updated 07:50 am EST, Tue February 14, 2012
Proview hopes to pressure Apple with export ban
Proview's small number of retail iPad seizures were just part of hopes that it could effectively ban the iPad worldwide, the Chinese company argued as part of a report Tuesday. It was hoping not just to stop Chinese sales and imports under the iPad name but also exports, which would nearly ban the sale of the iPad worldwide. Attorney Roger Xie in talking to Bloomberg didn't explain how he thought Proview could enforce its China-only trademark in other countries.
The attitude came as Apple representative Carolyn Wu disputed not just the legitimacy of Proview's claims but also whether it was yet in a position to threaten enforcement even if it won. Apple had already bought use of the iPad trademark in China and nine other countries, and it's Proview that "refuses to honor" the deals, Wu said. Proview has previously tried to argue that a trademark sale through a proxy firm didn't technically transfer usage to key areas.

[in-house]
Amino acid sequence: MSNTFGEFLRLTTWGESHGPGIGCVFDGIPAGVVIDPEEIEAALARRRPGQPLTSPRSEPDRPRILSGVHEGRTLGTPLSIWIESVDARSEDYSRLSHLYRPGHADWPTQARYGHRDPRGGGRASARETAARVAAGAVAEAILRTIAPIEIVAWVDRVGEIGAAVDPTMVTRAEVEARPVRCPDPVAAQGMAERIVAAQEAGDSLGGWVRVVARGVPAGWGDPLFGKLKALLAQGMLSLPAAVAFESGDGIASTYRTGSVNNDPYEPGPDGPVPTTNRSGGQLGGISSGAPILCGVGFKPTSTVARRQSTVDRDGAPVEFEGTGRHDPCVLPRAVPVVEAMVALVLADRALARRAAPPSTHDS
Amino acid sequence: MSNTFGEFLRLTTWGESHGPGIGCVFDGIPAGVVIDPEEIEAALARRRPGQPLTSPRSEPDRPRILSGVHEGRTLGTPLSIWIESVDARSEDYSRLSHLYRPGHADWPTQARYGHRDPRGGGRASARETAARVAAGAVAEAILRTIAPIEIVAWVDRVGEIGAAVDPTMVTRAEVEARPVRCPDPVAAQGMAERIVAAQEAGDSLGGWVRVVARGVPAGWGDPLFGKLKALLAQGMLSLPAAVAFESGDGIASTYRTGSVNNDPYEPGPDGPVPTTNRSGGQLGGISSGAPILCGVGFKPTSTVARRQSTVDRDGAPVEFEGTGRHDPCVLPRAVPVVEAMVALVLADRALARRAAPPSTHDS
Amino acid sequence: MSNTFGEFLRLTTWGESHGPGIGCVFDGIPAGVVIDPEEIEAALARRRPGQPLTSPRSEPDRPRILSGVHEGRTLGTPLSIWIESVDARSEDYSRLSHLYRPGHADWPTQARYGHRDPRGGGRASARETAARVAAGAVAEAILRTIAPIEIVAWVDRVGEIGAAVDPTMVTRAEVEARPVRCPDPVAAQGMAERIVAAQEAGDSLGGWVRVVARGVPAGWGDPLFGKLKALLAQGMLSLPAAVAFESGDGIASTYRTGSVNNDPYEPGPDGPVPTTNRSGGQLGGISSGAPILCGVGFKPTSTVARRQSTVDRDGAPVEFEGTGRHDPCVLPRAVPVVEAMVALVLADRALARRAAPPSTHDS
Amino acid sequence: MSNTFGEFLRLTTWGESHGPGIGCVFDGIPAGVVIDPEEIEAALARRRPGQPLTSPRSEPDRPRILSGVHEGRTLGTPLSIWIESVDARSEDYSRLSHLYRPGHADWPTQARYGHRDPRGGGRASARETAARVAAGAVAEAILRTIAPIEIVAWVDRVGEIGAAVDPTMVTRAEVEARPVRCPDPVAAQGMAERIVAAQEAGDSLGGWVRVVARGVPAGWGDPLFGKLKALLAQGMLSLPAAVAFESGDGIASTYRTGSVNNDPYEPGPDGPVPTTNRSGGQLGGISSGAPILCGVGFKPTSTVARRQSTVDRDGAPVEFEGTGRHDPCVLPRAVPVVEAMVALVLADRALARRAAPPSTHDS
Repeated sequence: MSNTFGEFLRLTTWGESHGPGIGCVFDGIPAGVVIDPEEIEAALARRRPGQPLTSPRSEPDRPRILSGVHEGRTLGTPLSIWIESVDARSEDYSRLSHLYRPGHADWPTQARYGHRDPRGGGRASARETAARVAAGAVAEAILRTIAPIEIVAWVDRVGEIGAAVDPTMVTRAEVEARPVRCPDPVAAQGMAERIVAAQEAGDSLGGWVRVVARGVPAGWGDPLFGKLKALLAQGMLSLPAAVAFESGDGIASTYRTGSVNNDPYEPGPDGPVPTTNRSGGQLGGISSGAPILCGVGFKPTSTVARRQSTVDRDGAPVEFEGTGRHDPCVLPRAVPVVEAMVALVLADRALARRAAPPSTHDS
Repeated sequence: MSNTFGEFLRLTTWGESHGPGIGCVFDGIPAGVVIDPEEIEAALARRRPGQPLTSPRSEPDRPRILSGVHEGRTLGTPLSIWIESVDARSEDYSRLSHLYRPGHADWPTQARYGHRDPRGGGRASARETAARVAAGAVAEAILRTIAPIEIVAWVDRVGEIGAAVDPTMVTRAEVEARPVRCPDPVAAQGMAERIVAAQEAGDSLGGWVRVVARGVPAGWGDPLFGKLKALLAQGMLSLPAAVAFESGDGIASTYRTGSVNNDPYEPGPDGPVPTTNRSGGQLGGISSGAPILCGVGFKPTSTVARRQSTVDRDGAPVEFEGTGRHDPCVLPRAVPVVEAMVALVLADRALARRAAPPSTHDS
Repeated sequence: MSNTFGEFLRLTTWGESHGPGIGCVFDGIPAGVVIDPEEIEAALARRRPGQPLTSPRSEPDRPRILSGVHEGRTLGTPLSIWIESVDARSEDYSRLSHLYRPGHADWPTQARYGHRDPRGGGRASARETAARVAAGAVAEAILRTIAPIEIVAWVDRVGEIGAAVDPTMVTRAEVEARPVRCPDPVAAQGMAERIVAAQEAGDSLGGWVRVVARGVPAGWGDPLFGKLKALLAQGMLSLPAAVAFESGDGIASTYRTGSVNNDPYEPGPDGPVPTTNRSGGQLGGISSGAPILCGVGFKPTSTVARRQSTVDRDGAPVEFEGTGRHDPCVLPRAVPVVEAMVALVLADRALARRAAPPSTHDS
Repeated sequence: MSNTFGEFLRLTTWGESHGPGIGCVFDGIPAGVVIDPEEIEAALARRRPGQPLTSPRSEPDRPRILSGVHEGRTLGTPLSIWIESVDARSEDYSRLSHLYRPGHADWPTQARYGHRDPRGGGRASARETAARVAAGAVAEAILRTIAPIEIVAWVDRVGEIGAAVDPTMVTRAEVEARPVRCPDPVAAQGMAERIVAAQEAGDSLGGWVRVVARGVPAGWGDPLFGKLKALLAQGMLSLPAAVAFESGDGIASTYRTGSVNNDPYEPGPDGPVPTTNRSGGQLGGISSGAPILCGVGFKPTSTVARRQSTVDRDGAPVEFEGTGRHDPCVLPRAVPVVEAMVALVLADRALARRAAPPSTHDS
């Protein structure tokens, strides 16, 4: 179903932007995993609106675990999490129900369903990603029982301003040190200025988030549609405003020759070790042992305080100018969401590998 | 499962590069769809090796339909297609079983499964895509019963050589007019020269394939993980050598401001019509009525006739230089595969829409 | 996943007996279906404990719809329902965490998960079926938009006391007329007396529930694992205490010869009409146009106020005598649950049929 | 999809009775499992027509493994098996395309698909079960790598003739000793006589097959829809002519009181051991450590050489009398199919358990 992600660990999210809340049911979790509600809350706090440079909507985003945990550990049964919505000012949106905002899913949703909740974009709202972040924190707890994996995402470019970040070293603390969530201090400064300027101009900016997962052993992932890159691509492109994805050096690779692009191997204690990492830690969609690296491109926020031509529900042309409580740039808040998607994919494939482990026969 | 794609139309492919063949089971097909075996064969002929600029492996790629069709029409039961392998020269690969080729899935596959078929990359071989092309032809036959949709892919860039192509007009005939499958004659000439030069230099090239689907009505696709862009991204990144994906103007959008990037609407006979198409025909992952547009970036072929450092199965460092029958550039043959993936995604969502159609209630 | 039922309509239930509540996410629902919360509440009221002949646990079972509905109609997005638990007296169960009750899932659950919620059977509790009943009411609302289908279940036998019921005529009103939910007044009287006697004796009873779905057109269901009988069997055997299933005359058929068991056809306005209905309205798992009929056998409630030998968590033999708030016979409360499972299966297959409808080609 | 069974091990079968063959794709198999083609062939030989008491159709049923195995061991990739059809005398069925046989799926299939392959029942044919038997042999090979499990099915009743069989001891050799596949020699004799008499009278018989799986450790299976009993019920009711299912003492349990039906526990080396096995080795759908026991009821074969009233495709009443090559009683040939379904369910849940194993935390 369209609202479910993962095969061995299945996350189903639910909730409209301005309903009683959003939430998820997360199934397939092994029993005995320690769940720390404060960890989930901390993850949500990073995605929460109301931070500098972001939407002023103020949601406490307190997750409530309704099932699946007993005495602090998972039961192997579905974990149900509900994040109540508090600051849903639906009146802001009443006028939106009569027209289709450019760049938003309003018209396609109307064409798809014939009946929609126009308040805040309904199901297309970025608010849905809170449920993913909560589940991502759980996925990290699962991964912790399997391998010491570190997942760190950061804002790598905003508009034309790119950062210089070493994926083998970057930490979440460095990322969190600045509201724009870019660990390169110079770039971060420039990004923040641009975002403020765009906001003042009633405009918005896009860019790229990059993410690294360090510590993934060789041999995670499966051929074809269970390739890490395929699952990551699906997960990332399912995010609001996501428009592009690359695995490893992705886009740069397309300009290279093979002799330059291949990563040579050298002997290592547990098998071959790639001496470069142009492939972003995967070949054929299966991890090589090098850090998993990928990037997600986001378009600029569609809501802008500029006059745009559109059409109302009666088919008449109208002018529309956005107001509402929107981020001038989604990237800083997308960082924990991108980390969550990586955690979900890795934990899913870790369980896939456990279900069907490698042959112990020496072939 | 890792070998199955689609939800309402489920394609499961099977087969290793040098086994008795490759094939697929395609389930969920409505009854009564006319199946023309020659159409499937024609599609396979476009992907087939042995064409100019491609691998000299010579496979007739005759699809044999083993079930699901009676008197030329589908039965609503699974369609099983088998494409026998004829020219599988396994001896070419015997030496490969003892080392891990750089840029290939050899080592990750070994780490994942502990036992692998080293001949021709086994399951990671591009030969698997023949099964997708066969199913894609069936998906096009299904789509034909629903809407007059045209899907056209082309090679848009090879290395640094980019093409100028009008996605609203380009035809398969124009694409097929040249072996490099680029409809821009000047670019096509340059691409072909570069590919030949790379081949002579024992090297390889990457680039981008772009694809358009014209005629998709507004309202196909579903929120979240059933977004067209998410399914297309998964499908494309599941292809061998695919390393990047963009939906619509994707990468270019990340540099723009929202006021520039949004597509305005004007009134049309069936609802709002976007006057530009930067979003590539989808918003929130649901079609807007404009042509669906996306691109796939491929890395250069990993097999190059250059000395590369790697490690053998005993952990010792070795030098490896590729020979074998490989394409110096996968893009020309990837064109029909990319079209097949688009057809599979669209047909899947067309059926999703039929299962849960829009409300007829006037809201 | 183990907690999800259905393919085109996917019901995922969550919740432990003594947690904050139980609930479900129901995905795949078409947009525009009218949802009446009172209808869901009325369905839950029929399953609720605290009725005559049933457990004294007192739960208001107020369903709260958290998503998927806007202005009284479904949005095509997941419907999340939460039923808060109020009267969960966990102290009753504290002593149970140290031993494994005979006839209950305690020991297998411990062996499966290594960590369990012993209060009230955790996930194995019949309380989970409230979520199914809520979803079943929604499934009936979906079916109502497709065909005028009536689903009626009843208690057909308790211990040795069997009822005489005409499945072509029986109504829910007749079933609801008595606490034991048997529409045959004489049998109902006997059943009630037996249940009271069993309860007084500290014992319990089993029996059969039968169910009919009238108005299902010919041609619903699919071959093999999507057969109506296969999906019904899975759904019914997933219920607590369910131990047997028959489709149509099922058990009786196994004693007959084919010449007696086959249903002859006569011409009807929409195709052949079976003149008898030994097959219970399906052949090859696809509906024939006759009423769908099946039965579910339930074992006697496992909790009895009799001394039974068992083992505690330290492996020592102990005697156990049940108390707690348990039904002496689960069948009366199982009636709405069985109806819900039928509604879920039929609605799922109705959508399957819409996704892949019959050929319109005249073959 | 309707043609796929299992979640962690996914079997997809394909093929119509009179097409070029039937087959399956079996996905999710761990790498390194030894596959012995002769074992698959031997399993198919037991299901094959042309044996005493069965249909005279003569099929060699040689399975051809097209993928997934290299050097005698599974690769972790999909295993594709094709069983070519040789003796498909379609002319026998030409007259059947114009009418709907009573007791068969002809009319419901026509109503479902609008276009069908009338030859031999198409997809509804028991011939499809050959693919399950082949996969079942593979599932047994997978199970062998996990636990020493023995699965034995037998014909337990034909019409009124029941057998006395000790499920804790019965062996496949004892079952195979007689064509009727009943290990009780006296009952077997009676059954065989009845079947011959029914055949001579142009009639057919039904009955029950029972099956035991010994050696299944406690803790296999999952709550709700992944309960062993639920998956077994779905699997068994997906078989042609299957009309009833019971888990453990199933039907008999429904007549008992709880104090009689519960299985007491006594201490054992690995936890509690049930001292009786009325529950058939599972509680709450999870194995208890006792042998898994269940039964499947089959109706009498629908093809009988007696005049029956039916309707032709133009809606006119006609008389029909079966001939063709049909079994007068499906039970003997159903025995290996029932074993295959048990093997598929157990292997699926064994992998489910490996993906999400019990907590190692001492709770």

Hong Kong-based Proview has been asking for as much as $1.6 billion in early claims from Apple in return for continuing to do business. The risk to Apple's business has led to calls for it to settle, although it's likely to push for a much lower amount.
The smaller firm was astute enough to start securing the iPad trademark in 2000, a decade before the iPad would become public, although its decision to wait until after the iPad had become a commercial success to start trademark disputes has been called into question. Even Proview's 2000 decision has been credited to Apple, since it was the iMac, iBook, and iTunes that would have spurred on Proview's trademark filing at the time.